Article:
LARRY FOYT: “We’re definitely in a rebuilding year with all the changes. When you come into a spec series a lot of these guys (teams) have had the same drivers, same cars for a few years and we’re just playing catch-up right now. We still think the direction and the people we’re getting on-board the team are definitely a long-term strength for us.”

RACINTODAY:  That said, what kind of job is Larry doing with your team, A.J.?

A.J. FOYT: “I told Larry he meant more to me operating our racing (team) than being a race driver. I mean, he was a good race driver _ I don’t think he had the killer instinct I had _ and I said, ‘You can get hurt just as bad running in the middle of the pack as you can leading.’ I said, ‘If you want to own the team you can have the team,’ and he’s done a helluva job for me. He won one race (Streets of Long Beach in 2013) when I was in the hospital. He’s new to the game, got new people and all and this year everybody was new on a different motor program with General Motors, different bodies, so he’s had a lot to try to manage. But I think we’re on a downhill run.

“We’re not happy where we are. I’ve sat on the pole and we’ve set records and won (at TMS) and had fights and everything else. But I think he’s doing a good job. We’re going to make some more changes. We’re not just sitting on what we think we know. We’re sitting on what we gotta know and that’s how you compete. I don’t care who you are, when you change everything it’s going to take you time. Take Penske _ (Helio) Castroneves and them been together what 10-12 years? Andretti’s team with Michael has been together six-eight years with basically the same people. So this year here, we’re all fresh. It takes you time to get oriented.”

RACINTODAY: Your primary sponsor, ABC Supply, has been with you for 13 years and stepped-up with your exhibit at the IMS Museum. The Hendricks family-owned company, which reportedly did over $8 billion in sales last year, certainly has remained loyal despite that rollercoaster of results you mentioned. Why have you guys clicked?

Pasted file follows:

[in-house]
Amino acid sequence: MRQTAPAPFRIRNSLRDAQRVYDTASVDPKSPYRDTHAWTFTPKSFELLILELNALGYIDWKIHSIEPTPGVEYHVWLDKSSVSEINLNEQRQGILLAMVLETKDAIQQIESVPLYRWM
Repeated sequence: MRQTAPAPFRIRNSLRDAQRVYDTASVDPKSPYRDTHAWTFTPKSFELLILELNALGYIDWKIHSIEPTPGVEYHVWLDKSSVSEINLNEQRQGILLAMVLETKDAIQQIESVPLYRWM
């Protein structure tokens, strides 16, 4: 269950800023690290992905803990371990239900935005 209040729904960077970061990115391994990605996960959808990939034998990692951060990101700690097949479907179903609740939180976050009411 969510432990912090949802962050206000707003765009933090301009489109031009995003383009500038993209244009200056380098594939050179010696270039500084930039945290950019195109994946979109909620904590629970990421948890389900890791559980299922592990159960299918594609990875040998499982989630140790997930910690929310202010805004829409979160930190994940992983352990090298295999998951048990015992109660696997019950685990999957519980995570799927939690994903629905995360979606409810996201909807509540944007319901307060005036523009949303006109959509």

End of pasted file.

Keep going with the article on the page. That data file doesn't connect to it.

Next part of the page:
A.J. FOYT: “Super, super people. In my whole career, I haven’t had many sponsors. I think I’ve been honest with them, not just tell them something they want to hear. I tell ‘em if we’re good, I tell ‘em if we’re bad. That’s what I respect about them and I think they know that we want to win as bad as they want to win. They know some of the problems we’ve got and they know we’re doing something about it. We’re not just sitting there because they’re a great sponsor. We want to produce for them as bad as they want us to produce. We will get there.

“Like I said, it’s just a different world out there. The only thing I can say is we (Carlos Munoz) inherited eighth spot at Indy and with two laps to go we lost two spots. And he called in and said, ‘The car’s sliding a little bit.’ Well, in my time, I would have been on the bottom and made ‘em go to the outside. It’s the difference between winners and losers. Guy that wants to win, he ain’t going to give up nothing, regardless if he’s running 10th.”

RACINTODAY: That certainly is the mindset of Takuma Sato, your driver from 2013 through last season, and the reigning Indy 500 champion. You made it a point to congratulate Taku…”

A.J. FOYT: “We’re great, great friends still and I went to Victory Circle and he gave me a hug and said, ‘I love you.’ And like he said in Victory Circle, ‘A.J. told me to keep my (right) foot in it.’ I knew

Takuma Sato and Larry Foyt. (File photo courtesy of the Verizon IndyCar Series)

they (Helio Castroneves and Team Penske) was messing with the wrong boy, because he wasn’t going to give. I was so happy for him. I would have liked to have him in the No. 14 car, don’t get me wrong. But at the time he went over there (Andretti Autosport) Honda USA more or less fired him. In Japan, he was good friends with the chief (executive) and they hired him back. I’ve always been American so I wanted to go back to a USA (manufacturer).”

RACINTODAY: Your exhibit at the IMS Museum is a must-see for any motorsports fan. It’s like a racing time capsule of the last 60 years. Did you spend much time there during the Month of May?

A.J. FOYT: “I went there a couple times and looked at it. It’s hard for me to believe, and the wrecked car I got hurt so bad in (tub section from Mid-Ohio crash in 1990) has been at the shop up in the rafters, but that’s the first time I’ve seen it (since). I’m looking down, I’m glad my legs are still here after that. I know I was hurtin’. A lot of the trophies are mine that I had scattered all over. It’s great memories, looking at some of the Midgets I drove, stock cars, sports cars.

“And I think that’s why the crowds aren’t like they used to be. They followed me from Playland Park to California to Sprint Cars and winning Salem (Ind.) to Indianapolis. Nowadays you see a guy in today and gone tomorrow. So people don’t know him. I raced at the Devil’s Bowl (in Mesquite, Texas) in Midgets and I raced in Fort Worth in Midgets, so people followed me and you build a fan base. They want to see you graduate and a lot of ‘em follow you. But nowadays, I don’t even know most of the damned drivers _ and I got two race cars! Lot of times I’m like, ‘Who is that in that damned car?’^”

RACINTODAY: Fifty years later you’re heading back to Le Mans to celebrate your victory with Dan Gurney. Neither of you raced at Le Mans again after that win. Why haven’t you gone back as a spectator?